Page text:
But in reality, the fight should've ended in the ninth round, as Madrimov uncorked a big left hand that sent Walker to the canvas. Referee Gary Ritter believed that Walker was shoved to the canvas by Madrimov, who hurled himself forward into Walker as he threw the punch.

The television replay showed Walker was struck clearly by Madrimov's punch, but not his shoulder. Walker was given time to gather himself, and the fight ultimately resumed. That bad call would've been an issue if the fight was closer, but what took place instead was a bit dangerous, as a clearly dazed Walker took a pretty good beating at the end. Madrimov was robbed of a knockout victory. And Walker ended up taking a late shellacking for it.

It could be time for all boxing commissions to follow Nevada and adopt instant replay. It would've been hugely beneficial tonight and it would have protected the boxers.

Baby: The "slip" in the Israil Madrimov-Eric Walker fight was somewhat understandable. A look at the replay shows how the referee thought Walker was shoved down instead of settling on the canvas after a clean punch. However, it's clear that it should have been a knockdown, and fortunately, it had no bearing on the decision.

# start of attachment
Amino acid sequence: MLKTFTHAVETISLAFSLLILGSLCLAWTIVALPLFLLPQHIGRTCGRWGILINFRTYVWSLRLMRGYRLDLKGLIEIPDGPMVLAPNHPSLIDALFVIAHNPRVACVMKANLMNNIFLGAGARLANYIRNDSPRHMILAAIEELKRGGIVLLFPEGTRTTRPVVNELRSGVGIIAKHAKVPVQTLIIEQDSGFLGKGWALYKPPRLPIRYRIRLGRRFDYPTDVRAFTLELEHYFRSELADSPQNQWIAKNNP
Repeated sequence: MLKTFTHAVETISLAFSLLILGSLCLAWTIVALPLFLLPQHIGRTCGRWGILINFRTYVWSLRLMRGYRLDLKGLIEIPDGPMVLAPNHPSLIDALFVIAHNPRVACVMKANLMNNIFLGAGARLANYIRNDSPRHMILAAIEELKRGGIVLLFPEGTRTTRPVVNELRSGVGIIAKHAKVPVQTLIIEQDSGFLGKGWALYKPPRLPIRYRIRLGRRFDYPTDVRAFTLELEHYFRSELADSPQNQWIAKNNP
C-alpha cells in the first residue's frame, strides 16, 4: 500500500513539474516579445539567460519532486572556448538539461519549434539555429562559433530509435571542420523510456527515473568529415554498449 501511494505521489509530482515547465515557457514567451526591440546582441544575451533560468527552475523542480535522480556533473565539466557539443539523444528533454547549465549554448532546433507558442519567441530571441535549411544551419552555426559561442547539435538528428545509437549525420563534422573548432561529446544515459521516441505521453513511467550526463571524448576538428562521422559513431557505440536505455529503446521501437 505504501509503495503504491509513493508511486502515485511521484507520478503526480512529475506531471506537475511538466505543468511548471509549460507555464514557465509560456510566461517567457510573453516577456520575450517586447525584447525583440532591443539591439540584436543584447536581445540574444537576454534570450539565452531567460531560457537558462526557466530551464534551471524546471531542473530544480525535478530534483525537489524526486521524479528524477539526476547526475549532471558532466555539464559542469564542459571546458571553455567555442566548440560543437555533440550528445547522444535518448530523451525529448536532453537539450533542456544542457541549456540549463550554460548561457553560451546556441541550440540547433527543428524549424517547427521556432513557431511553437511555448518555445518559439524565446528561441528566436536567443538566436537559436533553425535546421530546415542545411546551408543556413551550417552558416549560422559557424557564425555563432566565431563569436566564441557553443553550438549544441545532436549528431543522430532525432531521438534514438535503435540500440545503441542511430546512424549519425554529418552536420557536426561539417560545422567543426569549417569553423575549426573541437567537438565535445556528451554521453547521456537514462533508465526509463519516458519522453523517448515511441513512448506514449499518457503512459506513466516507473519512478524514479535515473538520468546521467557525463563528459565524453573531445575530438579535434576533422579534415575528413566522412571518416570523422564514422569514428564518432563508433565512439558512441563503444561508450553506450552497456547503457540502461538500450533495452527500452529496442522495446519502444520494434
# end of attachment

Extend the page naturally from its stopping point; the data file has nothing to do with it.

What happened in Rolando Romero's fight against Jackson Marinez is a completely different story. Somehow, Romero won a unanimous decision, including an egregious 118-110 scorecard from judge Frank Lombardi, which was completely indefensible. By the 12th round, it appeared as if Marinez was clearly ahead. He had a lot of success throwing straight shots at range as Romero's defensive plan of pulling straight back was unsuccessful.